Trump Death Clock creates pop-up street art to shadow the President in his final weeks on the campaign trail; Collaborates with guerilla artist Lightbrush to feature projection mapping in hypertemporary public art installations

Emmy-winning documentary filmmaker Eugene Jarecki created the Trump Death Clock in order to provide a quantifiable count of the amount of COVID-19 deaths that are directly attributable to President Trump’s inaction. Beginning as an editorial for the Washington Post that evolved into a website, and quickly into actual digital billboards, Trump Death Clock has since had possibly its most notable appearance on Times Square in New York City. The death toll counter, which is a nod to NYC’s National Debt Clock, has also appeared on digital billboard trucks that circled both a Trump rally in Tulsa, and The White House. The below interview with Jarecki by Democracy Now!’s Amy Goodman, gives wonderful look at the Death Clock’s history and specifics on how the number was determined.

Last night the campaign trail wound its way through Sanford, FL, the central Florida city with a population of about 60,000 that is possibly most widely-known for being the home of Trayvon Martin. Lightbrush, an animator and guerilla projection artist, used the art of Projection Mapping to digitally display the clock on buildings around the town in the new collaboration with Jarecki’s team. The city played host to President Trump’s first official appearance back out on the campaign trail last night, just days after contracting, and supposedly recovering from, Coronavirus.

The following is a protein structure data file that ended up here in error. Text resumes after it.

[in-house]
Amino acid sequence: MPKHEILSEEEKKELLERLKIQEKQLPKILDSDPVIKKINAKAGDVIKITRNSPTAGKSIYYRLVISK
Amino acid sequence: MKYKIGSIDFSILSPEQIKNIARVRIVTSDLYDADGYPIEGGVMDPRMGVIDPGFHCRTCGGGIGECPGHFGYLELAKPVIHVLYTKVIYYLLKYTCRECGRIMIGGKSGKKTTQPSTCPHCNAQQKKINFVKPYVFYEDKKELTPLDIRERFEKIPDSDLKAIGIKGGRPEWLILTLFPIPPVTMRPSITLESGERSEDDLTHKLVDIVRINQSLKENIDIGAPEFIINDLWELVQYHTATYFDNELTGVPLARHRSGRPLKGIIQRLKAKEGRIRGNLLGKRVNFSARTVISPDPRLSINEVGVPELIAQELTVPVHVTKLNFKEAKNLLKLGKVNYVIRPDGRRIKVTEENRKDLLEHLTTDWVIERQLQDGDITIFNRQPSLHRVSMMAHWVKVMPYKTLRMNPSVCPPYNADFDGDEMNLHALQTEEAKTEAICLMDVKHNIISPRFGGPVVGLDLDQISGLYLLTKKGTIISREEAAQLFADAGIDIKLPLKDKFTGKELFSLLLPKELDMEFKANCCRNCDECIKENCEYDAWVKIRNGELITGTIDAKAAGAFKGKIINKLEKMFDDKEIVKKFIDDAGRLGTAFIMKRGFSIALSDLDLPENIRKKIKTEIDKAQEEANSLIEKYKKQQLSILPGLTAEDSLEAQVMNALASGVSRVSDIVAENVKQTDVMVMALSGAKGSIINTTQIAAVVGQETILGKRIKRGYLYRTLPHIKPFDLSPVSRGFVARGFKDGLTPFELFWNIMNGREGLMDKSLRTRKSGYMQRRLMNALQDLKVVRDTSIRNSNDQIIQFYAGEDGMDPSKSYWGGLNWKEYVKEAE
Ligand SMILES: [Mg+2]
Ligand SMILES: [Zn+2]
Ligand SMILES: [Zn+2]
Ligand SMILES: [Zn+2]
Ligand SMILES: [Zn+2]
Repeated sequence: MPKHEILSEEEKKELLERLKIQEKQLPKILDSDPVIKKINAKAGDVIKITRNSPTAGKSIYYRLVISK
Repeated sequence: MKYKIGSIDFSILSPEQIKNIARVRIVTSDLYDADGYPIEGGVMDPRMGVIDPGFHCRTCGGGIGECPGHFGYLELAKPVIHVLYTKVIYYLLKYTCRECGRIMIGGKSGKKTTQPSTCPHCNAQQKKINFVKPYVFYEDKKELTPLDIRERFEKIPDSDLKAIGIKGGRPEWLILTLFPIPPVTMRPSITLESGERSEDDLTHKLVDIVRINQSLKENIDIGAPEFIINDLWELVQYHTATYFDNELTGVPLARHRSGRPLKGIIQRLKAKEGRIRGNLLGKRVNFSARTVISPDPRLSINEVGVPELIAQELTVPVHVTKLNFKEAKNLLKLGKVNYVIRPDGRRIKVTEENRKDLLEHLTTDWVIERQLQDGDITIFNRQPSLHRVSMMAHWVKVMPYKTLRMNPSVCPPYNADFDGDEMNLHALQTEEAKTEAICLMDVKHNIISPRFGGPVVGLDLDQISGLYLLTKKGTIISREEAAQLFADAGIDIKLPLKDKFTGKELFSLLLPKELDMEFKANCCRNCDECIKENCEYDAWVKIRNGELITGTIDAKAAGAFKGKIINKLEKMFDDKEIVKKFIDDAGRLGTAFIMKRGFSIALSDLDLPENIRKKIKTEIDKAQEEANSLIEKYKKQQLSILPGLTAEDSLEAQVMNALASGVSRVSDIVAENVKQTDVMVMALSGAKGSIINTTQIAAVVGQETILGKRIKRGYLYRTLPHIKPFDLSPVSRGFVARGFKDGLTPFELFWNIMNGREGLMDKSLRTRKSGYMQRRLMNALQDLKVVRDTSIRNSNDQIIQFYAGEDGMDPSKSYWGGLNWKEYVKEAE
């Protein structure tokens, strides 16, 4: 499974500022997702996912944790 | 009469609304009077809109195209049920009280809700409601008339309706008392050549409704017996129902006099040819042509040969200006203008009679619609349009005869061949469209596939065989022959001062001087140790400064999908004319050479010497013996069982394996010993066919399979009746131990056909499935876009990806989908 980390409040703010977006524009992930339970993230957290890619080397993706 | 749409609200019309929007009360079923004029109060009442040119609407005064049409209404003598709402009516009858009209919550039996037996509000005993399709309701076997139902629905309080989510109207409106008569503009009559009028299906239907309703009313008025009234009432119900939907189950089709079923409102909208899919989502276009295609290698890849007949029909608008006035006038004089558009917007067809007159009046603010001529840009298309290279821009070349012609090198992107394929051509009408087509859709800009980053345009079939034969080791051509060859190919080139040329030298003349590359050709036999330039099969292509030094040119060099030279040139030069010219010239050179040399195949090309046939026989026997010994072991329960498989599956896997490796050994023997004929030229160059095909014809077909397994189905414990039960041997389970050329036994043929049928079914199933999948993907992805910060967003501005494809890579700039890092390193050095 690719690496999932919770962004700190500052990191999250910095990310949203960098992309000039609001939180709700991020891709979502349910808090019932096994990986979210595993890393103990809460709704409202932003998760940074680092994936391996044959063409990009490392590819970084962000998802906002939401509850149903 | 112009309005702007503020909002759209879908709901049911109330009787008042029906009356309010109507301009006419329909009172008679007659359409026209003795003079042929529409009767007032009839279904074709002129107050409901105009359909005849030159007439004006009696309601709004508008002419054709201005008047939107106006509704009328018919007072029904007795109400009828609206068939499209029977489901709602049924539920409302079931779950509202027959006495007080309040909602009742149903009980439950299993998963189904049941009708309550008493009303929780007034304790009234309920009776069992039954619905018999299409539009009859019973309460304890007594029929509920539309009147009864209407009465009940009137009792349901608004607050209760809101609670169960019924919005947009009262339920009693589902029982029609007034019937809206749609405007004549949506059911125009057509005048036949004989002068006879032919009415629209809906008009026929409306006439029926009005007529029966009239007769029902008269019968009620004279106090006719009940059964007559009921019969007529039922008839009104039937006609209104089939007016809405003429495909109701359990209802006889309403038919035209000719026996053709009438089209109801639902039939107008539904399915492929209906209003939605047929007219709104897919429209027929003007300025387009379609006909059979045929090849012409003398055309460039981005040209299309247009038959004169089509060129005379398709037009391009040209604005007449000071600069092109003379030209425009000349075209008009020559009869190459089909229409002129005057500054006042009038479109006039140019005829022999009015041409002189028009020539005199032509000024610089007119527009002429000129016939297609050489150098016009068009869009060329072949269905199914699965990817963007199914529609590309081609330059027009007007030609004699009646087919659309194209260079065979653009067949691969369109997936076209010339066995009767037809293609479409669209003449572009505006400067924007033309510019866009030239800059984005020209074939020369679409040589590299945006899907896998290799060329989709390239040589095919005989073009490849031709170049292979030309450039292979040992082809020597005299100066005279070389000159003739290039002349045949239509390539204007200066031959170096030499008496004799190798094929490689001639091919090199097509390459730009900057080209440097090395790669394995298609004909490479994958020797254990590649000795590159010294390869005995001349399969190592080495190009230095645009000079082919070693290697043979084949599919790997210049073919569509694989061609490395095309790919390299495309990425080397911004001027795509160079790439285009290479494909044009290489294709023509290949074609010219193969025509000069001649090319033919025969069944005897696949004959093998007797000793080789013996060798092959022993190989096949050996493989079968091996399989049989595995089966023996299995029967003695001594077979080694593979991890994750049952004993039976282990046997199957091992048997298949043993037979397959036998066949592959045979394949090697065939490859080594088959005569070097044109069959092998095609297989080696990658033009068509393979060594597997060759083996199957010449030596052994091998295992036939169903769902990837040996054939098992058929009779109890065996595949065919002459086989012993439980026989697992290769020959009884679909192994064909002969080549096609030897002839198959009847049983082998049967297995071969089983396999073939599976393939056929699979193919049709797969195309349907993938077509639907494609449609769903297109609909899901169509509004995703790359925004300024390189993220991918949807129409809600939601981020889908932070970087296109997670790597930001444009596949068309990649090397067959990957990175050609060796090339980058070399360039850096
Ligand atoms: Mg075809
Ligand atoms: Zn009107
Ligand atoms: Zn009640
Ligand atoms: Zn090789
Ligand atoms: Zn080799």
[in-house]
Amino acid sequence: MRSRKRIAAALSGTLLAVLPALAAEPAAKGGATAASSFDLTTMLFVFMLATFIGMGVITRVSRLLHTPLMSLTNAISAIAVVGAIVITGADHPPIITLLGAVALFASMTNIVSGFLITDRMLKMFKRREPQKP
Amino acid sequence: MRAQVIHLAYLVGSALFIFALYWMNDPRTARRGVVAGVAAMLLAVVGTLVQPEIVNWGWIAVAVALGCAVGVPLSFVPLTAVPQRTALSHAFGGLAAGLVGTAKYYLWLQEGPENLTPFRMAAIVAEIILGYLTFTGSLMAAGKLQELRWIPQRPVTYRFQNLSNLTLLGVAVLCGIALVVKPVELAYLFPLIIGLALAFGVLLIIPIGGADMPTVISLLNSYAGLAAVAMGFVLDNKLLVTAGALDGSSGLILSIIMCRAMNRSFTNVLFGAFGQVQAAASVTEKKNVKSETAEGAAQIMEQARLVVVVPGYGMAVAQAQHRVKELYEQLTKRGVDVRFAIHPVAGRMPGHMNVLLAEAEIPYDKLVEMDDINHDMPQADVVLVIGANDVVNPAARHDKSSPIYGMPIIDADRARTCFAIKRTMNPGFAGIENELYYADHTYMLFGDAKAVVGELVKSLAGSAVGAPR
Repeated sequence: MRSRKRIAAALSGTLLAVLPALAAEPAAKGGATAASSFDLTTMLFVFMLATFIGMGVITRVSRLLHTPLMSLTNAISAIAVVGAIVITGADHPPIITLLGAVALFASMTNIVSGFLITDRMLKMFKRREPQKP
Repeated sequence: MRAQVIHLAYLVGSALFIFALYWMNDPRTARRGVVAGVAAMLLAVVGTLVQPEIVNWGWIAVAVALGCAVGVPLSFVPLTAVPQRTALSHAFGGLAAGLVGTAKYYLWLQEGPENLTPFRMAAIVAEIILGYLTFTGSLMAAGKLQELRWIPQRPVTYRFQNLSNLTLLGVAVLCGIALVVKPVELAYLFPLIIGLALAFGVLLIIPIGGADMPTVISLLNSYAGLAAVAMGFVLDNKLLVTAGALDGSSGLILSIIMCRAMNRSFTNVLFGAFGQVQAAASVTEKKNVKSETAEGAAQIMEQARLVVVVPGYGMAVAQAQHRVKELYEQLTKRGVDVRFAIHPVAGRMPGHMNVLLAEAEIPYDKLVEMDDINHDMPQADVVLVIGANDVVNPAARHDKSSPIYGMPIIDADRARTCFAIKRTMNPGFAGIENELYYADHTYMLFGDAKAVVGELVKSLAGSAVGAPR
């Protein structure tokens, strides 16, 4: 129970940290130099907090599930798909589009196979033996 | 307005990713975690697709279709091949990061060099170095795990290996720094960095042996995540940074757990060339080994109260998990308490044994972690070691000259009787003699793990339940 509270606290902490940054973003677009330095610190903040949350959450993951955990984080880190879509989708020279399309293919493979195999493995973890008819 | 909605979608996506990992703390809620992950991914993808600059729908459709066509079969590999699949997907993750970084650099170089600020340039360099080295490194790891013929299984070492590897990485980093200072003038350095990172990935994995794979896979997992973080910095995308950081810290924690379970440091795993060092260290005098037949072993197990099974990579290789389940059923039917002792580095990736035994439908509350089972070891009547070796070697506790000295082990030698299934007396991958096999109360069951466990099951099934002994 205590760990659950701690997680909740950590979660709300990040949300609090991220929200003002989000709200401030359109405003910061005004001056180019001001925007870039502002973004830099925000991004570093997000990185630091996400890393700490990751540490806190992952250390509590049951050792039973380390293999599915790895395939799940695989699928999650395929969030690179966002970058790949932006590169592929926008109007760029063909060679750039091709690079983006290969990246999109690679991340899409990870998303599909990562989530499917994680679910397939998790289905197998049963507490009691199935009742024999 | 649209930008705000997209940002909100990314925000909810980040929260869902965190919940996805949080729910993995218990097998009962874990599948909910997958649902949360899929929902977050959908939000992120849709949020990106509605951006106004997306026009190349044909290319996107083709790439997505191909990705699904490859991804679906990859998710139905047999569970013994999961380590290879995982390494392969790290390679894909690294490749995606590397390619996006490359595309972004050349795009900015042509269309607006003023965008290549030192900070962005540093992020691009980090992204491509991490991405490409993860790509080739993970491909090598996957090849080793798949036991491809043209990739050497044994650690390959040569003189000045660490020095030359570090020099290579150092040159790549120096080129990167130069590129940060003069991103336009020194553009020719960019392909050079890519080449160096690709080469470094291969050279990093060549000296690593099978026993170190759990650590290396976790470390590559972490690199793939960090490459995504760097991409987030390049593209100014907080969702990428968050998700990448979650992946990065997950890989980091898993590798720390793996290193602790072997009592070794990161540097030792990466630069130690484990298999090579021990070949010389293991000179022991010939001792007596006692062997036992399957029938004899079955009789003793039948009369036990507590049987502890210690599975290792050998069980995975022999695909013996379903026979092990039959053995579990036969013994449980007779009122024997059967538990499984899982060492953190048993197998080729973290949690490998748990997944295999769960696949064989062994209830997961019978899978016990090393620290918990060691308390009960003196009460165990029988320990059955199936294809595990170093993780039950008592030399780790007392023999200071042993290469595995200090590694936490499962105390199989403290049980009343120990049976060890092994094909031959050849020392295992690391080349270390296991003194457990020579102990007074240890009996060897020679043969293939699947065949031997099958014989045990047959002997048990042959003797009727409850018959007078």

Video: str34m

We followed Lightbrush around Sanford last night to capture some of the process and the results, as you can see in the above video, and below photographs. Hitting multiple high-traffic areas of the town through which rally attendees would pass on their way home, as well as the local nightlife district, Lightbrush was able to animate and display the Death Clock in new ways that drew onlookers on their way to the bars. Two of the locations included an abandoned Rite Aid in the center of Downtown, and an old warehouse building on one of the main roads leaving the Orlando-Sanford International Airport, where the rally was held. The wall of a building on a bustling corner of the local bar district was the most full and active canvas of the night, and it quickly drew multiple observers and compliments from admirers. One quick roadside “Lightbomb,” as Lightbrush refers to act, on the highway out of town saw Trump Death Clock quickly grace the external wall of “The Good Life TV 45,” even if it was briefly, as to not hit passing semi-truck drivers in the eye with light.

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We didn’t catch much of the actual rally, even as we watched live feeds from the car, but we couldn’t miss hearing about this epic moment where Trump expresses his desire to kiss the audience, just a day after supposedly testing negative for the Coronavirus he contracted less than a week before.

Video: Associated Press

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